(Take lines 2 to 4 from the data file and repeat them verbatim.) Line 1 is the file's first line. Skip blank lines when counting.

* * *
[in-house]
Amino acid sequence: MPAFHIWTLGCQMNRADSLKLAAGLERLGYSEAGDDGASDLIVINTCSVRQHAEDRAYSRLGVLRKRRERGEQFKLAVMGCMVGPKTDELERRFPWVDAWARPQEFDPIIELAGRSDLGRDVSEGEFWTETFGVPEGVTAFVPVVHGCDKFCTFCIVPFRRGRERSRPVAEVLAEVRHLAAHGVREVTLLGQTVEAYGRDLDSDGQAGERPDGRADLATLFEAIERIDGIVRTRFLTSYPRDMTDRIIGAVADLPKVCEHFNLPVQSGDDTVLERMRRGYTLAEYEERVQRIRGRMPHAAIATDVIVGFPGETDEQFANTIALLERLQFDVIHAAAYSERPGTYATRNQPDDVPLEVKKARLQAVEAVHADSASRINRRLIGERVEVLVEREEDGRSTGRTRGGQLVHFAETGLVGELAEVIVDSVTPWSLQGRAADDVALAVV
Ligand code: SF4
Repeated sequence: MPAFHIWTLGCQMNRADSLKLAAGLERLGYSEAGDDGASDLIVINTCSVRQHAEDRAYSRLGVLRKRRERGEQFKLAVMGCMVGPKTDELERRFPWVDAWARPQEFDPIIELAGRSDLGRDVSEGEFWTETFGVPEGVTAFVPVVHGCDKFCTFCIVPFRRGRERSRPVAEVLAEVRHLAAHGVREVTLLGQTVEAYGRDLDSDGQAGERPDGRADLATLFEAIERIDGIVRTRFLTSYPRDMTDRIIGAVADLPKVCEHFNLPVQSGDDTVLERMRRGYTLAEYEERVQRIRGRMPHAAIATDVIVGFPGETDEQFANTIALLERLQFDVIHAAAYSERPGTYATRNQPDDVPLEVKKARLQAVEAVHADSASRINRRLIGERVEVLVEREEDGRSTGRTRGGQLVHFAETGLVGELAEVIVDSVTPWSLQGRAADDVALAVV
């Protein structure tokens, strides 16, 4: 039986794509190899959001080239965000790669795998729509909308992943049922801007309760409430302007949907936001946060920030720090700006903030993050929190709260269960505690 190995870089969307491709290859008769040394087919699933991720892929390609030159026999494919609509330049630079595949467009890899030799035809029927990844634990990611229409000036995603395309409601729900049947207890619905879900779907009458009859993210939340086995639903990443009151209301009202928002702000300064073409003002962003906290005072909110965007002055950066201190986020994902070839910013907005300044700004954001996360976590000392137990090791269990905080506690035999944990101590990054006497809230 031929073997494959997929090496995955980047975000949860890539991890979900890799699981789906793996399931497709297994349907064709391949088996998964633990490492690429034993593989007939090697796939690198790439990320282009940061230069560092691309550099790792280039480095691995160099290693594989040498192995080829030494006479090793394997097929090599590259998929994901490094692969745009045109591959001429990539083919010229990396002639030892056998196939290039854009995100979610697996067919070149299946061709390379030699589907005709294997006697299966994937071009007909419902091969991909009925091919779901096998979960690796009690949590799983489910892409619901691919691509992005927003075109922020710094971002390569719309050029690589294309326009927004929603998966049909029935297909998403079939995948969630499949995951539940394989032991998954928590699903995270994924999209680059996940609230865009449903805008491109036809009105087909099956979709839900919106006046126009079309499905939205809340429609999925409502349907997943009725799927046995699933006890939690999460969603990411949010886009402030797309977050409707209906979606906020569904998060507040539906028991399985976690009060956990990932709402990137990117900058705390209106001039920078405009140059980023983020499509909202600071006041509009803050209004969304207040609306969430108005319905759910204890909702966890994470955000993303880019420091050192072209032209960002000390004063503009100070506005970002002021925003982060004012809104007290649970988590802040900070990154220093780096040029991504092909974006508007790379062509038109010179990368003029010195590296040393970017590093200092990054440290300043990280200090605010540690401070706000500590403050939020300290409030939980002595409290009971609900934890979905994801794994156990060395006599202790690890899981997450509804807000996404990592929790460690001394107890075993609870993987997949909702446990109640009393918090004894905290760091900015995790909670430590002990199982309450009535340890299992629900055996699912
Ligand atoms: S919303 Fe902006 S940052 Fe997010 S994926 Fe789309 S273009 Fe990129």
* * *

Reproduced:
Amino acid sequence: MPAFHIWTLGCQMNRADSLKLAAGLERLGYSEAGDDGASDLIVINTCSVRQHAEDRAYSRLGVLRKRRERGEQFKLAVMGCMVGPKTDELERRFPWVDAWARPQEFDPIIELAGRSDLGRDVSEGEFWTETFGVPEGVTAFVPVVHGCDKFCTFCIVPFRRGRERSRPVAEVLAEVRHLAAHGVREVTLLGQTVEAYGRDLDSDGQAGERPDGRADLATLFEAIERIDGIVRTRFLTSYPRDMTDRIIGAVADLPKVCEHFNLPVQSGDDTVLERMRRGYTLAEYEERVQRIRGRMPHAAIATDVIVGFPGETDEQFANTIALLERLQFDVIHAAAYSERPGTYATRNQPDDVPLEVKKARLQAVEAVHADSASRINRRLIGERVEVLVEREEDGRSTGRTRGGQLVHFAETGLVGELAEVIVDSVTPWSLQGRAADDVALAVV
Ligand code: SF4
Repeated sequence: MPAFHIWTLGCQMNRADSLKLAAGLERLGYSEAGDDGASDLIVINTCSVRQHAEDRAYSRLGVLRKRRERGEQFKLAVMGCMVGPKTDELERRFPWVDAWARPQEFDPIIELAGRSDLGRDVSEGEFWTETFGVPEGVTAFVPVVHGCDKFCTFCIVPFRRGRERSRPVAEVLAEVRHLAAHGVREVTLLGQTVEAYGRDLDSDGQAGERPDGRADLATLFEAIERIDGIVRTRFLTSYPRDMTDRIIGAVADLPKVCEHFNLPVQSGDDTVLERMRRGYTLAEYEERVQRIRGRMPHAAIATDVIVGFPGETDEQFANTIALLERLQFDVIHAAAYSERPGTYATRNQPDDVPLEVKKARLQAVEAVHADSASRINRRLIGERVEVLVEREEDGRSTGRTRGGQLVHFAETGLVGELAEVIVDSVTPWSLQGRAADDVALAVV